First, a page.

Security Week 34: extraordinary vulnerabilities in Windows

On August 13, Microsoft released the next security update (review news ) for Windows operating systems and office programs, and this time the patch turned out to be really gigantic: someone obviously was not able to go on vacation this summer. In total, 93 vulnerabilities were closed, of which 23 were classified as critical. Serious bugs were closed in Remote Desktop Services, in the DHCP client, in the .LNK file handler , two vulnerabilities in Hyper-V with a sandbox escape.

So monumental work on the bugs is very good news. Among other things, several vulnerabilities are interesting in themselves, and another has an interesting history of detection. In addition to the problems already mentioned in Remote Desktop Services, today we will take a closer look at the vulnerability in the MSCTF service. Researcher Tavis Ormandy of Google Project Zero, who discovered the latter, claims that the problem has existed for 20 years. Well, at the same time, we will evaluate the vulnerability in Bluetooth, which affects not only Windows.


A vulnerability in the MSCTF service was discovered by Tavis Ormandi almost by accident ( news , Tavis's blog post). It all started with the study of Windows mechanisms that allow different programs to interact with each other. This interaction is limited to the User Interface Privilege Isolation system, which prevents, for example, user processes from interfering with system processes. Studying strange cases when, despite the restrictions, messages still passed, Tavis stumbled upon the MSCTF module.

This module belongs to the Text Services Framework, which in turn controls keyboard layouts and the like. All running applications are connected to it. What for? Well, for example, to facilitate the process of entering text in Chinese or Japanese.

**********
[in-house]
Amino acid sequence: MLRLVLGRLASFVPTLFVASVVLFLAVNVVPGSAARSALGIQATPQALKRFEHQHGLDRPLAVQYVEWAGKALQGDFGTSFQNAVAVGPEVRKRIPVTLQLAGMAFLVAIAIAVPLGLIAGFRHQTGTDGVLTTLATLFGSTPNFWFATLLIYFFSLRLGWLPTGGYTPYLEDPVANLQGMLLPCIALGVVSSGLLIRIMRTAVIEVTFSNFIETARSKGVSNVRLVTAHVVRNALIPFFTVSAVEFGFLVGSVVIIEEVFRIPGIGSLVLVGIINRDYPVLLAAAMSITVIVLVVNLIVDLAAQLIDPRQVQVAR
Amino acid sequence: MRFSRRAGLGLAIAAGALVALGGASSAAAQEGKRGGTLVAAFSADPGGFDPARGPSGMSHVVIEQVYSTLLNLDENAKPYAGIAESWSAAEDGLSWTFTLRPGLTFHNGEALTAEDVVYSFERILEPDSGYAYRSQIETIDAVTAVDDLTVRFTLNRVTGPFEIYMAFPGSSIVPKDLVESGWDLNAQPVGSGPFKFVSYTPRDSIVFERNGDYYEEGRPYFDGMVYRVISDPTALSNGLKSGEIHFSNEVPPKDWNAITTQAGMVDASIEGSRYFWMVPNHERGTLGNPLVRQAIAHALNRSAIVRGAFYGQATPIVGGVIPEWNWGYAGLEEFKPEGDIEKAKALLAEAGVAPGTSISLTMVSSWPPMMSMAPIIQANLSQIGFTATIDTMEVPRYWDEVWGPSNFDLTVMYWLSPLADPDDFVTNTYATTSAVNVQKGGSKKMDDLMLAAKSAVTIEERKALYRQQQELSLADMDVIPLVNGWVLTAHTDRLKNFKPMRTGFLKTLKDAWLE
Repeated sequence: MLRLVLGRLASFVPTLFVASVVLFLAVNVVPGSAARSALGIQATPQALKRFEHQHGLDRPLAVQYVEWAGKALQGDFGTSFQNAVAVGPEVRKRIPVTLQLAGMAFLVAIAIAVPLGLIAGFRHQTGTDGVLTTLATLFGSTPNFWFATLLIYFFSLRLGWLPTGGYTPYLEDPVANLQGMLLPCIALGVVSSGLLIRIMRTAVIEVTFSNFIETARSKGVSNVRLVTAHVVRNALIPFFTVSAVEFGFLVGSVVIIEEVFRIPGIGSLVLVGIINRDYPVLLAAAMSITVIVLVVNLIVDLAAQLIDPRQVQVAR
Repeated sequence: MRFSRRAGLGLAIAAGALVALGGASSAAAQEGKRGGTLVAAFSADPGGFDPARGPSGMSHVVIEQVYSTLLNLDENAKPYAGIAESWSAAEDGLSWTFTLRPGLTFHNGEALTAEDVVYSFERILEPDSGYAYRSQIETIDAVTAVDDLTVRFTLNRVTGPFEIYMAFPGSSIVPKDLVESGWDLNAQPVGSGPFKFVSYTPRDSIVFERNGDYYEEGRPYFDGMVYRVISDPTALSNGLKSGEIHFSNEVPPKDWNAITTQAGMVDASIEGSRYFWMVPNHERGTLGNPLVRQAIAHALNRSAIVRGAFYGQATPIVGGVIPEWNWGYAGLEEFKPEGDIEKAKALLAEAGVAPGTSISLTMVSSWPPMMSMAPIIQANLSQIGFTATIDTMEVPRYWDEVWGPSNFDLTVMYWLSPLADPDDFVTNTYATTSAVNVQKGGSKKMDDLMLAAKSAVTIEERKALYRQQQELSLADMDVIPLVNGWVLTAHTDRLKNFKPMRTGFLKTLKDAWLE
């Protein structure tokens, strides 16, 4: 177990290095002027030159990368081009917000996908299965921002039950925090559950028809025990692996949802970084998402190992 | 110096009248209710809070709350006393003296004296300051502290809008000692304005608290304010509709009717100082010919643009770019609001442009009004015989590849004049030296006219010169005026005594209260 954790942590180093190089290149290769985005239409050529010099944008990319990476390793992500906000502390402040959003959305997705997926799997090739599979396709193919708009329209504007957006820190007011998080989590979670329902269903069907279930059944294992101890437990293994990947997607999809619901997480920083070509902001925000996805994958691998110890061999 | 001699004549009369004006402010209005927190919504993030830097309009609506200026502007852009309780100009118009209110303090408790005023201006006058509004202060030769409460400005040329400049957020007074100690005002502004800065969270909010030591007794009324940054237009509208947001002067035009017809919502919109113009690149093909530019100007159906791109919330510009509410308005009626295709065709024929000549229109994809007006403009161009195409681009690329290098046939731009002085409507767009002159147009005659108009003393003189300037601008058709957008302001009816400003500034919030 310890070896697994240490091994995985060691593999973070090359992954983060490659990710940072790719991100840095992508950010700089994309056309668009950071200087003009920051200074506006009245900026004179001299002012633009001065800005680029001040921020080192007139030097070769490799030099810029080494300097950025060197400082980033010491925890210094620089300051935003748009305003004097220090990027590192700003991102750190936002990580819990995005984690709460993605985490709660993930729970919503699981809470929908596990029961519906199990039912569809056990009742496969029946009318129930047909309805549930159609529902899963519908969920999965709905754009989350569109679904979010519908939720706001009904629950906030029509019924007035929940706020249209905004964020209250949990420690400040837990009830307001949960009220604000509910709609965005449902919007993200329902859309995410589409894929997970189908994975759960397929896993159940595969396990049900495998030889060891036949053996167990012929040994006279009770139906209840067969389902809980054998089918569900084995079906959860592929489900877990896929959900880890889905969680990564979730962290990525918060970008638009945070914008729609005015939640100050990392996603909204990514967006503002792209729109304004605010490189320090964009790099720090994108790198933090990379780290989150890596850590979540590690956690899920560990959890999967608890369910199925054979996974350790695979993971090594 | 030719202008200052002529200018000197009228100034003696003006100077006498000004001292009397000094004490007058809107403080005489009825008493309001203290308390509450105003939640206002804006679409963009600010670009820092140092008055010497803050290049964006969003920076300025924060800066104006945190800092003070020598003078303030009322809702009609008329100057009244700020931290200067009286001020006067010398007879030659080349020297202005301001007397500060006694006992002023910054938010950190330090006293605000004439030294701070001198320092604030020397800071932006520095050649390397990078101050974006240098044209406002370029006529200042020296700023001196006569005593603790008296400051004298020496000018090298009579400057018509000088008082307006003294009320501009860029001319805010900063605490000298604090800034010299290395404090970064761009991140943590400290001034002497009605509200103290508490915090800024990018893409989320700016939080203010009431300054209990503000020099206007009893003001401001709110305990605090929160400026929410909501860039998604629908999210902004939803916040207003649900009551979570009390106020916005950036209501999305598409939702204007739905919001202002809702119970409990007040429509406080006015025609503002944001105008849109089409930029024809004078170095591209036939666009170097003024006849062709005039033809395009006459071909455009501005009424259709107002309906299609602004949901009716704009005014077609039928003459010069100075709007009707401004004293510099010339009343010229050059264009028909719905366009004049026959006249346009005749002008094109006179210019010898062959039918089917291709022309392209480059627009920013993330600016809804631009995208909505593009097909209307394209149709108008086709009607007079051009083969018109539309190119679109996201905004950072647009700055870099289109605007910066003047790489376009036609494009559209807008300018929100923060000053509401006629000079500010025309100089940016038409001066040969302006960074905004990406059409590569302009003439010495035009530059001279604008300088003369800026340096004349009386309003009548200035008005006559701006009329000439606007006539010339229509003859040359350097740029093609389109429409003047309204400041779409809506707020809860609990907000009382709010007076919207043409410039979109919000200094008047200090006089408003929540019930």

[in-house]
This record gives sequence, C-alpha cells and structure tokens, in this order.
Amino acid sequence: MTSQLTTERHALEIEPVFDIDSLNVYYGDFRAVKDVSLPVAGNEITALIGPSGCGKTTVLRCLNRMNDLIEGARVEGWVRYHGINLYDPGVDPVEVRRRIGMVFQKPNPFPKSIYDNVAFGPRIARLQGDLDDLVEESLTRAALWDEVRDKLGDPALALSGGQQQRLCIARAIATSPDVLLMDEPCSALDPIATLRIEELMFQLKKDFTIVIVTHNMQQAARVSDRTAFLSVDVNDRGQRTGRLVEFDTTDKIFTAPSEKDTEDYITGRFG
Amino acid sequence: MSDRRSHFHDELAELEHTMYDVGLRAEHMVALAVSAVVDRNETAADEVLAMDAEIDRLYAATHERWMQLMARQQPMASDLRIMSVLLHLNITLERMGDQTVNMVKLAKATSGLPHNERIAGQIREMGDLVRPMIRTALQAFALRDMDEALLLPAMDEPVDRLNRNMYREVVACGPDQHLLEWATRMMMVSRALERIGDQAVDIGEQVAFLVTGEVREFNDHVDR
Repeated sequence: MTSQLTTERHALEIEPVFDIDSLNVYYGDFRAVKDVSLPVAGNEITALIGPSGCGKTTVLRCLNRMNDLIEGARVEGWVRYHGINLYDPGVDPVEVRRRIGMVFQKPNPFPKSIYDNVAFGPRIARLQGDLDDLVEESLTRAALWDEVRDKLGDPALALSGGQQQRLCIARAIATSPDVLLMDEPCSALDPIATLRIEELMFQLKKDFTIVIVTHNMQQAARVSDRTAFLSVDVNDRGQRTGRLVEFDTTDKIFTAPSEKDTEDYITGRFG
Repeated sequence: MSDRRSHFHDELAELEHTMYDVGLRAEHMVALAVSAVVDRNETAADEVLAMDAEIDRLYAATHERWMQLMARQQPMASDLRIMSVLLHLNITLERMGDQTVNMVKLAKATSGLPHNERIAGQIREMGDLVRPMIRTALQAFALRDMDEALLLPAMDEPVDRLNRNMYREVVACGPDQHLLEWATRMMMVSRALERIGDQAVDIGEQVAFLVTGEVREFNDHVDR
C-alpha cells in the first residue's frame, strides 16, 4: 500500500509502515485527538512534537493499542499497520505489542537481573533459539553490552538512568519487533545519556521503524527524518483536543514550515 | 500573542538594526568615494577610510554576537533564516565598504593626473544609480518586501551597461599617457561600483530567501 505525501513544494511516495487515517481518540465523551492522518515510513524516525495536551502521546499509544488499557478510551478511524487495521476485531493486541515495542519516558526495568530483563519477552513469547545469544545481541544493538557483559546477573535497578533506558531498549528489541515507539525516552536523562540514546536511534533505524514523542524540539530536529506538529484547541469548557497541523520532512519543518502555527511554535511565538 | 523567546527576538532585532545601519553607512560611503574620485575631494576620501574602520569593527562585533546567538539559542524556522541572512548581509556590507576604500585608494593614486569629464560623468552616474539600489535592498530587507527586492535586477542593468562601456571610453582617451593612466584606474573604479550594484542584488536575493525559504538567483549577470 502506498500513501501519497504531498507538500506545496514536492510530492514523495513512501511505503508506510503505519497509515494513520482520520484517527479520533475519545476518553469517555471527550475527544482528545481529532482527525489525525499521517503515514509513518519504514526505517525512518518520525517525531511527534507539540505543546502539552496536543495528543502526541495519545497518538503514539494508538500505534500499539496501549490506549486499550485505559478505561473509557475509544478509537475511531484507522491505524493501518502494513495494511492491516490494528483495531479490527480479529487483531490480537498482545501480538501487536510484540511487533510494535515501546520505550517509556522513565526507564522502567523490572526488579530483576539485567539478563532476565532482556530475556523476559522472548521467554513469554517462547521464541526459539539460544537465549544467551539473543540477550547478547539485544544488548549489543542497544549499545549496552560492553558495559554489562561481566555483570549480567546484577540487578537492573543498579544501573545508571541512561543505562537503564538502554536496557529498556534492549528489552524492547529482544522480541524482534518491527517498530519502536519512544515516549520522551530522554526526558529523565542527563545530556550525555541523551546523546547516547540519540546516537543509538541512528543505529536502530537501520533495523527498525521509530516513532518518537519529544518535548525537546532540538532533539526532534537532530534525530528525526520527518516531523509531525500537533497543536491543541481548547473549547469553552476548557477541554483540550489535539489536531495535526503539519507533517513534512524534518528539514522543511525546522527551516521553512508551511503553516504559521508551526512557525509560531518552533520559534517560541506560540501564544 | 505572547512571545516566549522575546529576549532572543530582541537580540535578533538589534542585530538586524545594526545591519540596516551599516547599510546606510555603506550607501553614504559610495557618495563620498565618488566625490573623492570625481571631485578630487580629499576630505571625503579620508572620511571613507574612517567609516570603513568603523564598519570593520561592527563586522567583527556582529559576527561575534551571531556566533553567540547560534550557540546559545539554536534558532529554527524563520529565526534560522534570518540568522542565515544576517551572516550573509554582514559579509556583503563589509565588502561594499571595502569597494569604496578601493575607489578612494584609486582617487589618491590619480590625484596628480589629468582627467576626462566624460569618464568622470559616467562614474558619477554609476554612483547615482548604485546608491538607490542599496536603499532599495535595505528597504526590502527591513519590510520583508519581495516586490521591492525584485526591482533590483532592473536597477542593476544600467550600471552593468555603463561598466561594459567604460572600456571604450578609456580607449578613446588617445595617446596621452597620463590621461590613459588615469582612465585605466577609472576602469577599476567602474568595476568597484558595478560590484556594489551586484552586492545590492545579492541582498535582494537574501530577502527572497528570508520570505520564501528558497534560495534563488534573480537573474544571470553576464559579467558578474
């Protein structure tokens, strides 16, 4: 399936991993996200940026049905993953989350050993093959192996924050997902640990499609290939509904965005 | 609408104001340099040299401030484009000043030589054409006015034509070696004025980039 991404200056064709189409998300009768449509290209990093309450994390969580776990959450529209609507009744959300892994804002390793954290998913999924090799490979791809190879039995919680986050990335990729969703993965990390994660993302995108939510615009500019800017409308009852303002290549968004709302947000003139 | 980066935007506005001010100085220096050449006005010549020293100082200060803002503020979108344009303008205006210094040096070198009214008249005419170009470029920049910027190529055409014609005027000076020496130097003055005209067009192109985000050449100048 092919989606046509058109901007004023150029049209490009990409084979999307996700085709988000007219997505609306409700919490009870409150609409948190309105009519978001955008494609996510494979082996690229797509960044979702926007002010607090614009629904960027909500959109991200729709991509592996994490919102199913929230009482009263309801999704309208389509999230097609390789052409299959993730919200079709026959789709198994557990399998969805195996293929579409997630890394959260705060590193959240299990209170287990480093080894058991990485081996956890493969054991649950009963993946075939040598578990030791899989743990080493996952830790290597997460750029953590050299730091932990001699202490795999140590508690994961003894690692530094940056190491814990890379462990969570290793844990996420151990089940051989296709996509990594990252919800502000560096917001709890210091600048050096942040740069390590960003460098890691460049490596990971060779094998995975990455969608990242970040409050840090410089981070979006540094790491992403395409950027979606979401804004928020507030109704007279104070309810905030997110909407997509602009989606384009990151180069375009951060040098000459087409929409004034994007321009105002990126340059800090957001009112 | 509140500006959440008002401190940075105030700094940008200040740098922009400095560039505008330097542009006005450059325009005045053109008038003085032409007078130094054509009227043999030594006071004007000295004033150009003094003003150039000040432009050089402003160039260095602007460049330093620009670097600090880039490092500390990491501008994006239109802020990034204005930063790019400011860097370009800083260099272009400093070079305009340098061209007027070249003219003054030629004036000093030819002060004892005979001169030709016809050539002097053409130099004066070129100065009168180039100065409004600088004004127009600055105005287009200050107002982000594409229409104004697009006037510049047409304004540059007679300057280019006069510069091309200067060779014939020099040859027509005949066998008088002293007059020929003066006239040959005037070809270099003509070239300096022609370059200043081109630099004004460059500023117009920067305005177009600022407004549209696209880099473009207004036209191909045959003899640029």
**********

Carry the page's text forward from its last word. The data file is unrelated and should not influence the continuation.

For such languages, a separate program processes the input in the application window and changes the input to hieroglyphs. In fact, MSCTF is a separate channel of communication between applications, which, as it turned out, is not sufficiently protected. The earliest version of MSCTF that Tavis managed to find is part of the Microsoft Office XP office suite, which is compatible with Windows 98. Starting with Windows XP, MSCTF is part of the operating system. The possibilities of interacting with other applications through MSCTF are very wide, and most importantly - there is no authorization. As a result, Tavis wrote a utility for working with CTF and began searching for vulnerabilities:

Vulnerabilities, though not immediately, were found. In the “best” case, on a system with one of the languages ​​that require advanced input tools (Japanese, Chinese, Korean, and some others), you can replace text in the application, send commands to the console with administrator rights, without being a privileged user, or steal user passwords. In the worst (though the above is already bad enough) you can get system rights, that is, increase your privileges to the maximum. Such a Proof of Concept is shown in the video:

The vulnerability is of limited use, and most likely, most scenarios are available only with access to the system. Nevertheless, there are potential options when a user without privileges gets, say, domain administrator rights in an enterprise. The vulnerability is closed by the August update for all OSs starting with Windows 7.

Bluekeep or not Bluekeep